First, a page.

Friday was an INSET day. I am not exactly sure what that is an acronym of, something about training. Pompous Pilate, our glorious leader, had put together an agenda full of his usual inane bluster. The thing that annoys me more than anything else is the unashamed sycophancy on display at such events.
'fantastic agenda Pompous.'
'I feel so motivated and inspired by your speech Mr Pilate.'
'I know you feel as I do Pompous, that it is our privilege to work with so many wonderful colleagues and inspirational children. Today has really made me feel blessed.'
Pompous Pilate is almost a Dickensian caricature. He is hugely rotund, beetroot-red, jowly and as has a Yorkshire accent you could cut Wensleydale with. He firmly believes he is an expert in everything. I have never met a more arrogant and egotistical clod.
So, on Friday I dragged my weary carcass back to the School of Hard Knocks. Pompous Pilate was the first person I saw. Let me describe his ghastly attire. He was sporting the kind of jeans sold in Mothercare. There was enough fabric in them to provide shelter for a family of wandering nomads. The jeans were fastened, precariously, just under his chin. He was also modelling a lambswool sweater in a pale mauve. This highlighted his impressive 'DD' cleavage. The mauve clashed terribly with his lobster-hued skin, (he obviously had not spent his holidays in the North East, selflessly nurturing homeless sighthounds).
Pompous seems to be terribly enamored with the colour pink. His usual work attire is a navy pin stripe suit coupled with a garish, pink, checked shirt. I know the Boden catalogue is full of swarthy, labrador-hugging, corduroy and welly-wearing Adonises bedecked in pink shirts, but someone needs to tell Pompous that it is not the look for a balding, corpulent Yorkshireman.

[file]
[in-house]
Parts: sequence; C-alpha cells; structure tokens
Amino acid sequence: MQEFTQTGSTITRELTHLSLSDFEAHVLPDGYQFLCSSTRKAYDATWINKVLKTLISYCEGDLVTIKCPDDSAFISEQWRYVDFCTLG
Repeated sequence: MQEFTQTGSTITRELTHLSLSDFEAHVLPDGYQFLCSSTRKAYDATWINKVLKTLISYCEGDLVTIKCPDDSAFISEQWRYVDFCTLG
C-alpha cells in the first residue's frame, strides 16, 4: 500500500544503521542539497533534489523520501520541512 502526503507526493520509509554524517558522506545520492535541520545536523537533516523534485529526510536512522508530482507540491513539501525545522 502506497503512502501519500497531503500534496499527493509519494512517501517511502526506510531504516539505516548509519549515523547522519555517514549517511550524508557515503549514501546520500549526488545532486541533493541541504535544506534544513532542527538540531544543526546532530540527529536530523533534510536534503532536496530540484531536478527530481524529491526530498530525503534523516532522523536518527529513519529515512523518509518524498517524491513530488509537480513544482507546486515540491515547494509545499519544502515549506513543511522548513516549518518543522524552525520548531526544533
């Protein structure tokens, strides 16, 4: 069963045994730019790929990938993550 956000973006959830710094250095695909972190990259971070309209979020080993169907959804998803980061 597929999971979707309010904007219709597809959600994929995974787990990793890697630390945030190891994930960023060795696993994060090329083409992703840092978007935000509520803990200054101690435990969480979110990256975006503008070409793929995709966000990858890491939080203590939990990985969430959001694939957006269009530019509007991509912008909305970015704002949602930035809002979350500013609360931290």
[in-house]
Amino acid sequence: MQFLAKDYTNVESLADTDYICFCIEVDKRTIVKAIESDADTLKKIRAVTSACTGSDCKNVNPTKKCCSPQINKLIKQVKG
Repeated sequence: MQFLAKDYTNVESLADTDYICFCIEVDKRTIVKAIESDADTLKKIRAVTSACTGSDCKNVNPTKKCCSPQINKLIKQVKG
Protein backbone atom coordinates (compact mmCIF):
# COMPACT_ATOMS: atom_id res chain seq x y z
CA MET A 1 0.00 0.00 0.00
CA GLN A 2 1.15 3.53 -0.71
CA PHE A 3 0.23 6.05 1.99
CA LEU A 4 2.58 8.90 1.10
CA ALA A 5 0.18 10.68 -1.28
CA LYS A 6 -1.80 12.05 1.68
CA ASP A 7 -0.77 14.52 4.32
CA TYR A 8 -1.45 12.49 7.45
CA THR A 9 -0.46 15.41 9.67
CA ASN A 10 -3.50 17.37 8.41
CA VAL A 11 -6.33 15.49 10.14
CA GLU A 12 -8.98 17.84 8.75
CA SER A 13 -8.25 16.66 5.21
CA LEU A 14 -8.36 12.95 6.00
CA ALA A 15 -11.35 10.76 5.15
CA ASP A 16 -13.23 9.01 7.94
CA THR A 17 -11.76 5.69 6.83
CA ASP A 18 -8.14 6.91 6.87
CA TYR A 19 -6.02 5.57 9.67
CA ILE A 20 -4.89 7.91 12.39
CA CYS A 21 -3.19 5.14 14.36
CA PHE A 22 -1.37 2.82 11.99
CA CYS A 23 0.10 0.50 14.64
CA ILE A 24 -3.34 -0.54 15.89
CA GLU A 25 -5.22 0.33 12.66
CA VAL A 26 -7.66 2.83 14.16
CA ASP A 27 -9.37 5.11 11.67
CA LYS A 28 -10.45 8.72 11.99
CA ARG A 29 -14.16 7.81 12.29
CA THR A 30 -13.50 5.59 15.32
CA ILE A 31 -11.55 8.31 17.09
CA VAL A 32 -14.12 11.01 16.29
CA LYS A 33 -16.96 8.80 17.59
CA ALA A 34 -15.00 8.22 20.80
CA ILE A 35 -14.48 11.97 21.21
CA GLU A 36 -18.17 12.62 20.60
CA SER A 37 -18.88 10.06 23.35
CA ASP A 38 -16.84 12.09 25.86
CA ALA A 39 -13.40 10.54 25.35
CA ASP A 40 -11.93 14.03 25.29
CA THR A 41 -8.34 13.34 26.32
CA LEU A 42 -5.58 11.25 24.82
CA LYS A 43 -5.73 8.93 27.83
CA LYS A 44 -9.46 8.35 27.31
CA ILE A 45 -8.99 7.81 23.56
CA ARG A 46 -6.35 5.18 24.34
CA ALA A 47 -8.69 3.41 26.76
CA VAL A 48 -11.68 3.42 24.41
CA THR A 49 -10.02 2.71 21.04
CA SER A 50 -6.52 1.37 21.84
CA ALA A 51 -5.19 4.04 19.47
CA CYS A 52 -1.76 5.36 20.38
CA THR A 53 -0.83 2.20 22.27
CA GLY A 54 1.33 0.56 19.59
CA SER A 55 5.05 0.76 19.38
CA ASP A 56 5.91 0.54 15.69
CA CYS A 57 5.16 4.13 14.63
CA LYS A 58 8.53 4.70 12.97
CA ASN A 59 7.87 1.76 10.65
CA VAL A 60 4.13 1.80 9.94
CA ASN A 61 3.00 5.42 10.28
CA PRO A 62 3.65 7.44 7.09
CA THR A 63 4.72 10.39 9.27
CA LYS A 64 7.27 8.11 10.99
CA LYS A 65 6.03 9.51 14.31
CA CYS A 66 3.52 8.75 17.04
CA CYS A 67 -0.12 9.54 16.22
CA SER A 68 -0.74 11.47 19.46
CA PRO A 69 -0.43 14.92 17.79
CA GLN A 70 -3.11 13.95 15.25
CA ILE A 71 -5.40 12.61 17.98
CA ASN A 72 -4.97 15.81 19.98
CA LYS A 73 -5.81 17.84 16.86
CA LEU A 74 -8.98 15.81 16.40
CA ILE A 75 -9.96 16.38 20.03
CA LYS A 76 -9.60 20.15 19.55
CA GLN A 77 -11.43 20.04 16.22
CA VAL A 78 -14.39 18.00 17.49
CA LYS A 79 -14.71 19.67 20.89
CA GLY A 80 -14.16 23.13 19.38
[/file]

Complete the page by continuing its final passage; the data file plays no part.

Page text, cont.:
Anyway. The first thing on our agenda for the day was a team-building activity. Pompous had collected a selection of quotes about education. We had to identify who said them. This took several hours, as each quote gave Pompous the opportunity to pontificate and soliloquise.
'Ah then, now you know, Ghandi, he agreed with me that . . . .'
'Yes, Mandela and I both feel that . . . '
'Of course, this quote of Wilde's is just what I always say to new teachers . . .'
At that point I whispered to a fellow Stepford,
'Wilde? Was that in Kids in America, do you think?'
Of course, my wit and irony was completely wasted. The brainwashed Stepford disapprovingly shook her head at me before throwing Pompous a look of fawning adoration. Sometimes I feel I am living through the 'The Emperor's New Clothes'.
The day was crammed full with banal activities. It ended with Pompous's delivery of his 'vision' for the School of Hard Knocks'. I shan't bore you with it, but there was one moment that I feel really sums up the innate nastiness of the man. One of his values is professionalism and respect: respect of colleagues, parents, children. Of dealing with people with respect and compassion, no matter what provocation you are faced with. Of course, who could argue with that? This speech was accompanied by a slideshow of images from our school. Suddenly, a picture of our school canteen and lovely dinnerladies popped up.
'Ha, look at her. . .she looks like Les Dawson. I think she's got a beard! Blimey, she's enough to put you off your dinner!'
Shamefully, lots of people laughed at that. I didn't. I gave him my iciest glare. So much for his respect of his colleagues.